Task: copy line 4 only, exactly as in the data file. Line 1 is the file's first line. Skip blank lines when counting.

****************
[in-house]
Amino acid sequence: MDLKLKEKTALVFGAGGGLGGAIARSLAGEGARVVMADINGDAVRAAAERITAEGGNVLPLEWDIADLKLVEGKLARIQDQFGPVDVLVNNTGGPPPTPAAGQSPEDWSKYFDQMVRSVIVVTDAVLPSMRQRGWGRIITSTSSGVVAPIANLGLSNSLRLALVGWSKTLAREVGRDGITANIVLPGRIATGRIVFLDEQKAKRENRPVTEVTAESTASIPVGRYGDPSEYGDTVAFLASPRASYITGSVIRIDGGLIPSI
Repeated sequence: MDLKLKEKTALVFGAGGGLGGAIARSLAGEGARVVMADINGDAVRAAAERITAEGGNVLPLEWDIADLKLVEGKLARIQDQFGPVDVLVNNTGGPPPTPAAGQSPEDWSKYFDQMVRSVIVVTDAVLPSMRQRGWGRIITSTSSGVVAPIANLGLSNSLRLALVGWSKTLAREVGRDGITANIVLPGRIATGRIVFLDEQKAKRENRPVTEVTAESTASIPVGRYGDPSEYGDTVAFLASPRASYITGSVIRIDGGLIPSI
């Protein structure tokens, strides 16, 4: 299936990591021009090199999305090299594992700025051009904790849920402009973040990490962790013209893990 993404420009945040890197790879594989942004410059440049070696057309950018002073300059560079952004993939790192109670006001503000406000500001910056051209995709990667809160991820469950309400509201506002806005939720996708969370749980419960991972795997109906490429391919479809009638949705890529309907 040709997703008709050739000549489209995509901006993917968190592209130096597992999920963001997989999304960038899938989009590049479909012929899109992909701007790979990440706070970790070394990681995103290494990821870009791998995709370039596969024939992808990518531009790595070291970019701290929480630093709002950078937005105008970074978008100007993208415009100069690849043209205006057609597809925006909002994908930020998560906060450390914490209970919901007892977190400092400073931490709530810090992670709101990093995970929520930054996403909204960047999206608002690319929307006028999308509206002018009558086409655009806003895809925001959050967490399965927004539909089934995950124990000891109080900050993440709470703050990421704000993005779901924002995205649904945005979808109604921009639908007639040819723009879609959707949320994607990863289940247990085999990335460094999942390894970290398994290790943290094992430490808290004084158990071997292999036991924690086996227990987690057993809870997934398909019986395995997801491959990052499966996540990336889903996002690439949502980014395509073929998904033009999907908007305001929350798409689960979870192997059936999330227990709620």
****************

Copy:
């Protein structure tokens, strides 16, 4: 299936990591021009090199999305090299594992700025051009904790849920402009973040990490962790013209893990 993404420009945040890197790879594989942004410059440049070696057309950018002073300059560079952004993939790192109670006001503000406000500001910056051209995709990667809160991820469950309400509201506002806005939720996708969370749980419960991972795997109906490429391919479809009638949705890529309907 040709997703008709050739000549489209995509901006993917968190592209130096597992999920963001997989999304960038899938989009590049479909012929899109992909701007790979990440706070970790070394990681995103290494990821870009791998995709370039596969024939992808990518531009790595070291970019701290929480630093709002950078937005105008970074978008100007993208415009100069690849043209205006057609597809925006909002994908930020998560906060450390914490209970919901007892977190400092400073931490709530810090992670709101990093995970929520930054996403909204960047999206608002690319929307006028999308509206002018009558086409655009806003895809925001959050967490399965927004539909089934995950124990000891109080900050993440709470703050990421704000993005779901924002995205649904945005979808109604921009639908007639040819723009879609959707949320994607990863289940247990085999990335460094999942390894970290398994290790943290094992430490808290004084158990071997292999036991924690086996227990987690057993809870997934398909019986395995997801491959990052499966996540990336889903996002690439949502980014395509073929998904033009999907908007305001929350798409689960979870192997059936999330227990709620």